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"Cease, cows, life is short" is a quote from One Hundred Years of Solitude by Gabriel García Márquez. It is a phrase that Aureliano Segundo says in Chapter 17, and is later written on his coffin.

Any thoughts on what the phrase (specifically, the word cease) could mean in the context? Some translators used a context of procreation to translate this phrase (Multiply, cows...), but the English word "cease" doesn't seem to share that view. Knowing the original phrase from the Spanish version would have helped.

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    Any chance you could share a bit more textual context of what's happening when he says it? It's a pretty busy book, after all.
    – Adam Burke
    Feb 15 at 5:47
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In the Spanish text, the context is as follows: while living with his mistress Petra Cotes, Aureliano Segundo is faced with the issue that his rabbits proliferate wildly:

Fue en esa época que el dio a Petra por rifar conejos. Se reproducían y se volvían adultos con tanta rapidez que apenas daban tiempo para vender veder los números de la rifa. Al principoi, Aureliano Segundo no advirtió las alarmantes proporciones de la proliferación. (...)

Translation:

It was around this time that it occured Petra to raffle off rabbits. They reproduced and grew up so quickly that they barely had time to sell the tickets for the raffle. At first, Aureliano Segundo did not notice the alarming proportions of the proliferation.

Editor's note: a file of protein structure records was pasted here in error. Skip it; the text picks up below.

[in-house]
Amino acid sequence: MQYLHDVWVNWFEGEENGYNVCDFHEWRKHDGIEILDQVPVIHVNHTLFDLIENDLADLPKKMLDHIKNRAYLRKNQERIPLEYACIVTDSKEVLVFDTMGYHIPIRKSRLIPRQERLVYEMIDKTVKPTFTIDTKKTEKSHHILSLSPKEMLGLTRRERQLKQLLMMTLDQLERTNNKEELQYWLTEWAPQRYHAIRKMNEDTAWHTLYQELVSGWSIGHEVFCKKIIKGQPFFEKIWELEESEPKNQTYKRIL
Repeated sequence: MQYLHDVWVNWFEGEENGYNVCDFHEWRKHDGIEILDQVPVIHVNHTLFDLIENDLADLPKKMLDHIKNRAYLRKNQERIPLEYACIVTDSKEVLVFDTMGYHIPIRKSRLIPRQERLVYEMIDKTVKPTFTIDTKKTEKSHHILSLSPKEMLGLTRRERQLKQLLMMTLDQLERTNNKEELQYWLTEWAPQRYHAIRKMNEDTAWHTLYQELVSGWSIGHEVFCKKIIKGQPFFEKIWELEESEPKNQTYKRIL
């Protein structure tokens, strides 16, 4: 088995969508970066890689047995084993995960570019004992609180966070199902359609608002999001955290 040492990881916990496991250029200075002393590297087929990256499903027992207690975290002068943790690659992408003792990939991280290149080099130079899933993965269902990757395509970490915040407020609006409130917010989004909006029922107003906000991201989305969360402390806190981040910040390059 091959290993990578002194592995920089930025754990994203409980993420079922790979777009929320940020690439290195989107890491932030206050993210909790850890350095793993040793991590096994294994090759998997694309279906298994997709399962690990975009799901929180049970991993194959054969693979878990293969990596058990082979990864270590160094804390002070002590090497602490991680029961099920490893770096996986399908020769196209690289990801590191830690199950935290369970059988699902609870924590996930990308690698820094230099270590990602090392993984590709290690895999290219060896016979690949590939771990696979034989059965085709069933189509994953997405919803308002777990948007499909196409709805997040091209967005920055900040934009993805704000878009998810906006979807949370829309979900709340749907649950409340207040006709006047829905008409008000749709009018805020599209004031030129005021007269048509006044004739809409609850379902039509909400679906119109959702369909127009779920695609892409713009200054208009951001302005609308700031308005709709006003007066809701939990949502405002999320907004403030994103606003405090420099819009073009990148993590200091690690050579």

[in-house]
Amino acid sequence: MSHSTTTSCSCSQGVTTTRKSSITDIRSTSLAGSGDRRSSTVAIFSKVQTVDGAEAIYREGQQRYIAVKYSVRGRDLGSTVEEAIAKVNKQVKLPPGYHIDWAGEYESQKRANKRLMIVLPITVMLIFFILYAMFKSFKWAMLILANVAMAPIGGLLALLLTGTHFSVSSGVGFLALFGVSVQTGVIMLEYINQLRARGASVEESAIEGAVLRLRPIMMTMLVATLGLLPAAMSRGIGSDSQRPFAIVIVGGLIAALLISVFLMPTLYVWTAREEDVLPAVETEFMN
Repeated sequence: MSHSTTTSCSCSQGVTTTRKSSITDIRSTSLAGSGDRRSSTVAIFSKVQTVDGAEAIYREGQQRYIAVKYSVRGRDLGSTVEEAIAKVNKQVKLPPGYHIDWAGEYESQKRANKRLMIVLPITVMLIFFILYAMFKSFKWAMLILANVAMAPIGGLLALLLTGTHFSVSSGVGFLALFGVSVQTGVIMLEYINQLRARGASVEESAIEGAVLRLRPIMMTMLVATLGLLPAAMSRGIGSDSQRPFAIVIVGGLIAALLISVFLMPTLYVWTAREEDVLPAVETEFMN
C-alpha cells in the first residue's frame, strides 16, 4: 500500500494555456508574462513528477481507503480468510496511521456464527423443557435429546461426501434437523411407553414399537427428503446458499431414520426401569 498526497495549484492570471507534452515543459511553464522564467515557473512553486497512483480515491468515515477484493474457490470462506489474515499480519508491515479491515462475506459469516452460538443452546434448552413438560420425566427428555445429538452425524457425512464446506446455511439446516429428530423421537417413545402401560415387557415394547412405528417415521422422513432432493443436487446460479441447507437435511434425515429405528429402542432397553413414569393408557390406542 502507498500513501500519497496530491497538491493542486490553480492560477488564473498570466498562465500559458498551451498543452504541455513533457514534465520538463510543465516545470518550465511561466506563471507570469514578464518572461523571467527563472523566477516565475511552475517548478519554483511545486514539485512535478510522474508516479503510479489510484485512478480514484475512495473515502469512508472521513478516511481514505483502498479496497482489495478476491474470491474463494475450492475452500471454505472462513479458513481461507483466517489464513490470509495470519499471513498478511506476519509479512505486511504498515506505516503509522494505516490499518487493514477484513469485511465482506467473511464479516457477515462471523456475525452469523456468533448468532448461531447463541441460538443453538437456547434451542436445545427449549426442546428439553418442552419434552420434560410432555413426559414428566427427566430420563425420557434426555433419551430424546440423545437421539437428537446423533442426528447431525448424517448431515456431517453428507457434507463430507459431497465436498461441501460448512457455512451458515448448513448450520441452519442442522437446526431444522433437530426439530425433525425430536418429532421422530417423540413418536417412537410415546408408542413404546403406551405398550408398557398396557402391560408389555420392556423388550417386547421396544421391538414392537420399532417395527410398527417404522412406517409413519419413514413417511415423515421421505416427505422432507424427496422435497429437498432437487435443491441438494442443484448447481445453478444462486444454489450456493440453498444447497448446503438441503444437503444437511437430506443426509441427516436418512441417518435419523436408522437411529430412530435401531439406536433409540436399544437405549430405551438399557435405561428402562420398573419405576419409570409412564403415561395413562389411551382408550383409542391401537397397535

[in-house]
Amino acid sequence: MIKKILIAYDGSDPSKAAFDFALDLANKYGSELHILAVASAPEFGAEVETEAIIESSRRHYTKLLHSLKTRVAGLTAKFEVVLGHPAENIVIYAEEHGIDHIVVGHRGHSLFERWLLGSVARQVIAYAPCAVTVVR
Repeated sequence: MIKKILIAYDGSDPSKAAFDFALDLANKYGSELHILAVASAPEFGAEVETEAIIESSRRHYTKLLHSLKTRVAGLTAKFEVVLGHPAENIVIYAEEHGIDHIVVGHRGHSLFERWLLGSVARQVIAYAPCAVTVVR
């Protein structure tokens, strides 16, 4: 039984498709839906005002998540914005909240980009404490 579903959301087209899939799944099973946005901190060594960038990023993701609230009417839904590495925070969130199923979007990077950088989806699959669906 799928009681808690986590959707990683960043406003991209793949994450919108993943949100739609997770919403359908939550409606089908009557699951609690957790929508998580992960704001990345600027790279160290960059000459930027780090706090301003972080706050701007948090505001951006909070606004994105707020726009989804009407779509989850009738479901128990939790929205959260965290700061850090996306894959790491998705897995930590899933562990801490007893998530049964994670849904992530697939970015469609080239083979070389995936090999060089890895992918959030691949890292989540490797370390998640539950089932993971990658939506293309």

However, one night there is a lot of noise by the courtyard door and when Aureliano Segundo opens the door and sees the courtyard is full of rabits.

— Estos son los que nacierion anoche — dijo [Petra Cortes].
— ¡Qué horror! —dijo él—. ¿Por qué no pruebas con vacas? Pocos días después, tratando de desahogar su patio, Petra Cortes cambió les conejos por una vaca, que dos meses más tarde parió trillizos. Así empezaron las cosas. De la noche a la mañana, Aureliano Segundo se hizo dueño de tierras y ganados, y apenas si tenía tiempo de ensanchar las caballerizas y pocilgas desbordadas. Era une prosperidad de delirio que a él mismo le causaba risa, y no podía menos que asumir actitudes extravagantes para descargar su buen humore. "Apártense, vacas, que la vida es corta", gritaba.

Translation:

— These are the ones that were born last night — she [Petra Cortes] said.
— How horrible!, he said. Why don't you try it with cows? A few days later, trying to clean out the courtyard, Petra Cortes exchanged the rabbits for a cow, which two months later gave birth to triplets. That's how things began. Overnight, Aureliano Segundo became the owner of land and cattle, and he hardly had time to expand the overflowing barns and pigpens. It was a delirious prosperity that made him laugh, and he couldn't help doing extravagant things to vent his good humour. "Desist, cows, life is short," he shouted.

Based on the context, these famous words appear to mean: "Stop procreating so quickly, cows, because [my / a man's] life is short", i.e. too short to dedicate so much of it to livestock breeding.

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  • This is such a thorough answer, much appreciated! Turns out, the Russian translation is the exact opposite of "Apártense"...
    – Aydin4ik
    Feb 16 at 5:52

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